Watson & Walpole Framlingham - fresh pasta with ricotta

Fresh pasta filled with ricotta, over a pea puree - Credit: Charlotte Smith-Jarvis

Watson & Walpole Framlingham - Tagliatelle coated in ragu Bolognese

Tagliatelle coated in ragu Bolognese - Credit: Charlotte Smith-Jarvis

Watson & Walpole Framlingham - wood-fired pizza with mortadella and artichokes

Wood-fired pizza with mortadella and artichokes - Credit: Charlotte Smith-Jarvis

Primi arrive swiftly, with Debs declaring her gnocchi “amazing” between bites. And they are. Light, melt-in-the-mouth pillows of potato, bound in a wild nettle salsa and finished with a dusting of salted ricotta. 

My god the Westcombe ricotta-filled tortelli are stunners. The trio of handmade pasta are dainty, but pack a punch, with lemon running through the ricotta, and a sweet pea puree bringing the whole thing together. Our waiter points out the addition of rocket flowers which are, he assures us, there for flavour, not decoration. 

Our pizza of mortadella and preserved globe artichokes, is tempered by mascarpone, and has a toothsome, wood-fired crust. 

And my friend Sarah adores the homemade tagliatelle alla ragu Bolognese, which can only be described as ‘silky’. I see from my notes I’ve said it’s “like eating a silk negligee” - something, I must add, I’ve never done. 

The ragu’s savoury sauce clings to the ribbons of pasta, adding flavour and body, without drowning it, and there’s not a sad, sorry-looking lump of sour tinned tomato to be found. 

Out next come hot plates for our secondi, and pots of moistened napkins for wiping our food-smeared fingers. 

Watson & Walpole - fritto misto

Fritto misto - Credit: Charlotte Smith-Jarvis

Watson & Walpole Framlingham - slow-cooked beef short rib

Slow-cooked beef short rib - Credit: Charlotte Smith-Jarvis

Wood-fired mackerel with panzanella, watson & walpole, framlingham

Wood-fired mackerel with panzanella - Credit: Charlotte Smith-Jarvis

Watson & Walpole - norfolk lobster with aioli

Norfolk lobster with aioli - Credit: Charlotte Smith-Jarvis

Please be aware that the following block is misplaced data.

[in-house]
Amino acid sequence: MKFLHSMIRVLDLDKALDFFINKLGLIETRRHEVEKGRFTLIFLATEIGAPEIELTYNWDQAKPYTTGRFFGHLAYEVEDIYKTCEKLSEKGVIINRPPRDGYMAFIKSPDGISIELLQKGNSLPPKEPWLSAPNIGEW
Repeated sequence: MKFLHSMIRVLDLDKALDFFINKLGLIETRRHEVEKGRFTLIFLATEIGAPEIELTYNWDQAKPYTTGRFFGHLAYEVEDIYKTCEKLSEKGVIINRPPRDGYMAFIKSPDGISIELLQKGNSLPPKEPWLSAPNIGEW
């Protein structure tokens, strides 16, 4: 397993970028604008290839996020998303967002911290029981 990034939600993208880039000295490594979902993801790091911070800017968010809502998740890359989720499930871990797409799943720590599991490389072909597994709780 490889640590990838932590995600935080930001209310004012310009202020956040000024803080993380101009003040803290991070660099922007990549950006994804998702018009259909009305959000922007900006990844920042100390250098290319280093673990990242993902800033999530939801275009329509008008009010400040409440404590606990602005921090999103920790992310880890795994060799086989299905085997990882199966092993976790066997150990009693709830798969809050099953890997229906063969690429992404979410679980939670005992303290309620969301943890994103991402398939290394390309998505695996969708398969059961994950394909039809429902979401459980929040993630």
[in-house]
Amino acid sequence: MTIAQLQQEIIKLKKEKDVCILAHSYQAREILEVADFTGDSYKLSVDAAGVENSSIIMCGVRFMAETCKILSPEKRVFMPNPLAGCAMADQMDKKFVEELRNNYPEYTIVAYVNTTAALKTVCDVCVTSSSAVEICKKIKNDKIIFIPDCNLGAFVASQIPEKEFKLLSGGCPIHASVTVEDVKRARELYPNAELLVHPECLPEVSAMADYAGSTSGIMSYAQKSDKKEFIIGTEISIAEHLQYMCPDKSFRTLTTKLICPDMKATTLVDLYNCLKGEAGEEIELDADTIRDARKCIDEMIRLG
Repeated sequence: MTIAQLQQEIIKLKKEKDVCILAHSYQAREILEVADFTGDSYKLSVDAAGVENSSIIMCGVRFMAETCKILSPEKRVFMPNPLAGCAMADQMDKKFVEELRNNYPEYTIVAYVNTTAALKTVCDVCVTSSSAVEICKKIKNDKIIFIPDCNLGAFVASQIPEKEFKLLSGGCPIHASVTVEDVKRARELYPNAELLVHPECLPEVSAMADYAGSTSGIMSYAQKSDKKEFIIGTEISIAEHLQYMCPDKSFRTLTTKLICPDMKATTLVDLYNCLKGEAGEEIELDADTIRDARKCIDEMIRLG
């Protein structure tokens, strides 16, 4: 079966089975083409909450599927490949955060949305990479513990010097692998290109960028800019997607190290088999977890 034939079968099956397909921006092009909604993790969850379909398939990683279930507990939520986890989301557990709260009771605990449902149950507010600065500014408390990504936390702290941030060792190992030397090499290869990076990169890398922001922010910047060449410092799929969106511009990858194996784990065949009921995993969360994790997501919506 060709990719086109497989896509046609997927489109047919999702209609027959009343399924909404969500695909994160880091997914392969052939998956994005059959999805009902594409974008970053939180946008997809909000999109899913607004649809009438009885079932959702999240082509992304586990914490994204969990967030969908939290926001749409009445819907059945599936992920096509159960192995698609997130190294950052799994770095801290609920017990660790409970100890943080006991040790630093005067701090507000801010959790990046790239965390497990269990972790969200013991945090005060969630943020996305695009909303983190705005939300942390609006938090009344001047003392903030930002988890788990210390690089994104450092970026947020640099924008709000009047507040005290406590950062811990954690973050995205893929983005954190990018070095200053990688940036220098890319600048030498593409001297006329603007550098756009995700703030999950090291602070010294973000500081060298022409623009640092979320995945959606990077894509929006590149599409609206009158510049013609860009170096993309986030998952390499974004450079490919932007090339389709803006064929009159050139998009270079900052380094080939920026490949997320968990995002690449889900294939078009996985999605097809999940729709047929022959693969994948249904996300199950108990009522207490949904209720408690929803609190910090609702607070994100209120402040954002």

Debs is ecstatic over her completely ungreasy fritto misto – a medley of potatoes, peppers, globe artichokes and asparagus finely coated in batter with aioli and a wedge of lemon. Sunshine food on a plate. 

My mate Joel plays ‘dad’, cutting up and sharing the other main courses for the rest of us. 

There is yielding, wood-fired mackerel fillet, atop the same panzanella Debs had at the start of the meal. 

A bolshy beef short rib is cooked until it’s sticky, almost Marmitey and ‘phwoar’, served up with potatoes turned in ‘nduja sausage, fired asparagus and a creamy-textured Etruscan salsa of sundried tomatoes, chilli and pepper to give the whole thing a lift. 

Half a Norfolk lobster completes the picture, and despite being ready to attack the claw, wielding the ‘cracker’, Joel doesn’t have to put in any hard work, as most of it’s been done for us already. 

I would say this is probably the only slight negative of the meal, with the lobster being a tad overcooked. It’s nonetheless delicious, having been coated in a spiced salsa rossa and crumbs, served with rocket and aioli. And we’d forgive anything after trying the highly addictive courgette fries, which are salty, sweet and perfectly crunchy. You MUST order these. 

When Watson & Walpole first opened, the dessert menu was purposefully short – an affogato, some gelato, some cheese. 

Today, it’s been expanded, which is a plus-point for the sweet-toothed like myself. 

Watson & Walpole Framlingham cannoli

Cannoli with macerated strawberries - Credit: Charlotte Smith-Jarvis

Watson & Walpole Framlingham - Slushy coffee gelato with brandy and an almond biscuit

Slushy coffee gelato with brandy and an almond biscuit - Credit: Charlotte Smith-Jarvis

Watson & Walpole Framlingham tiramisu

Tiramisu is served directly from its dish at the table - Credit: Charlotte Smith-Jarvis

Debs and Sarah choose still-crisp cannoli, with lemon and sugar macerated strawberries, which they go absolutely bonkers for. 

I’m more than happy with my choice of chocolate and honeycomb gelato with a chewy almond biscuit. 

While Joel dives into a dinky pot of slushy coffee gelato, with a shot of 10-year-old brandy to slug in, and the same cookie as me (though he couldn’t resist an aragastine pastry on the side, oozing a chocolate hazelnut filling). 

If, like us, you find it impossible to pick a pud, do as we did...and share an extra one. 

It would’ve been rude to trundle home without at least sampling the tiramisu, which is dosed out into a bowl, tableside, from a weighty earthenware dish. 

Damn, what a pudding it is too. Light as air creamy layers, enough booze to smack you round the chops, and a whisper of coffee and cocoa. This is a dessert to make the heart sing. 

The bill comes to just under £250 for four of us including four courses each, an extra pud, drinks and service (added automatically). So, it’s not cheap then. But, blimey, if you eat here, you will eat well, you will eat generously, you may even want to weep a little at how flipping delicious everything is. 

I can’t praise it highly enough. In fact, it’s firming in my top five places to eat right now in Suffolk...no, actually, make that my top three. 

Watson & Watpole is at 3 Church Street, Framlingham. It's open for lunch and dinner Tuesday to Saturday. Watsonandwalpole.com 


Our reviews are carried out independently without a venue’s prior knowledge and we pay for our meals. All views are our own.